Let’s Get Proactive
To aid in this conservation effort, The Bocas Breeze pledges to continue publishing reminders about the important Caribbean spiny lobster ban, as well as the dates and updated information for other rules involving marine life conservation.
ARAP has the enormous task of monitoring and protecting over a dozen species, along with the duty of announcing and enforcing the conservation measures put in place. We will ensure our participation to create additional awareness every year via our website, social media channels and a flyer campaign. Our readers can help by spreading the word within your personal networks by sharing these materials.
Whether or not the sudden rescheduling of the second half of the yearly March-June ban will have an effect on conservation efforts remains to be seen. What it has apparently done is further obscured the lines of exactly when and from whom lobster may be sold in Bocas del Toro during 2023.
The legal lobster lines seem to blur the most when you visit Playa Estrella where, during the ban of 2022 and during March of this year, we have received reports of live lobsters being sold live right out of a trap, on the beach and also offered fresh in most of the stands in this popular calm water beach on the northwestern coast of Isla Colon. This particular case was photographed on March 18, 2023 and is one that went officially unreported.
Not only do the lines of legal lobster get blurred at the outer beaches of the archipelago, but also in Bocas Town supermarkets. When The Bocas Breeze asked a supermarket owner about their lobsters during March 2023, they claimed that they were Pacific lobsters from David. What do you think? This particular business was reported to ARAP in 2022 and it ended up being the one sole “denuncia” brought forth during last year’s lobster ban season. This photo was taken on March 26, 2023.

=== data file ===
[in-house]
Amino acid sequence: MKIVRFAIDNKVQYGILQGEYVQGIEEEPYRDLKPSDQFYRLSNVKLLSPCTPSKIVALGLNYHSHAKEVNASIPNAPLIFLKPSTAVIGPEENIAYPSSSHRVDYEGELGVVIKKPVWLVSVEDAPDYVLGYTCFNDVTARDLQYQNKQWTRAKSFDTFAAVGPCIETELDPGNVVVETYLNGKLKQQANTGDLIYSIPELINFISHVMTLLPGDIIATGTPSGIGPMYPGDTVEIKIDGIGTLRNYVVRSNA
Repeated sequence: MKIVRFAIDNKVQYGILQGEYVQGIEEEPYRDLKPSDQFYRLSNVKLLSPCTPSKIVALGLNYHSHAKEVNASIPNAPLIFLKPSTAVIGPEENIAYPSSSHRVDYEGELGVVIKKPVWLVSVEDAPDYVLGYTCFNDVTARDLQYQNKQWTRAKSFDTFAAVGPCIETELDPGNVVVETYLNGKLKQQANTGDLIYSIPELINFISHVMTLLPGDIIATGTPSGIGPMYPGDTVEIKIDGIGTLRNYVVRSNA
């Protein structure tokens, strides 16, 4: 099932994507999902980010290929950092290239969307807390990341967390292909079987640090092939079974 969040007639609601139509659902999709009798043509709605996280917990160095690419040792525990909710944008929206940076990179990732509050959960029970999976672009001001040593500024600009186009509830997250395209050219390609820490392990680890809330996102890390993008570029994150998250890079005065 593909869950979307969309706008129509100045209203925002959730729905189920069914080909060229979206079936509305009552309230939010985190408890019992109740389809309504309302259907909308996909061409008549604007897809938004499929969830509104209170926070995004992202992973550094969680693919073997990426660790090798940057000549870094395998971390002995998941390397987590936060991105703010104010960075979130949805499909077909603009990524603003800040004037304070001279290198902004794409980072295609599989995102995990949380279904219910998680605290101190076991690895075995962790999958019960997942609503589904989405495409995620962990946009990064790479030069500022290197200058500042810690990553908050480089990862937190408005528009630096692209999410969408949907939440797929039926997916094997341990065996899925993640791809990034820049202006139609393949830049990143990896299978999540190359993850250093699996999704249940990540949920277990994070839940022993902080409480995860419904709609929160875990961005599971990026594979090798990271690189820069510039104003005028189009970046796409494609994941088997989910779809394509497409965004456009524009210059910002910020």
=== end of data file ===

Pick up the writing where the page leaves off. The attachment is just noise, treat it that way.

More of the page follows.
Many of our readers complain on social networks about lobsters being sold during the ban, but according to ARAP’s records, very, very few are actually registering formal complaints about it.
How can you report illegal lobster activity to ARAP?
Help ARAP enforce these important conservation measures by making reports when you see marine life being sold during the respective bans. To make a report, you must do so in person at Isla Colon ARAP office, on Main St (Calle 3ra), in front of the red Catholic church (pictured below, here on Google Maps). This is next door to the hotel Swan’s Cay and sushi restaurant Oh Toro. According to ARAP, you will need to provide photo or video evidence as well as the name of the business or person who was participating in the prohibited activities related to the protected Caribbean spiny lobsters or any other of the protected species of which the sale and consumption is restricted.
We have not yet been able to uncover any data in regard to local population levels of the Caribbean spiny lobster in recent years. What we do have is anecdotal accounts from Bocas fishermen that have been diving for 30 or more years, suggesting that the population has been in decline throughout the last few decades. Without any hard data, it is impossible to tell for certain whether the ban has had an impact since 2015. It also may be too early to tell as it is. We will investigate and present any findings in our next article about this topic.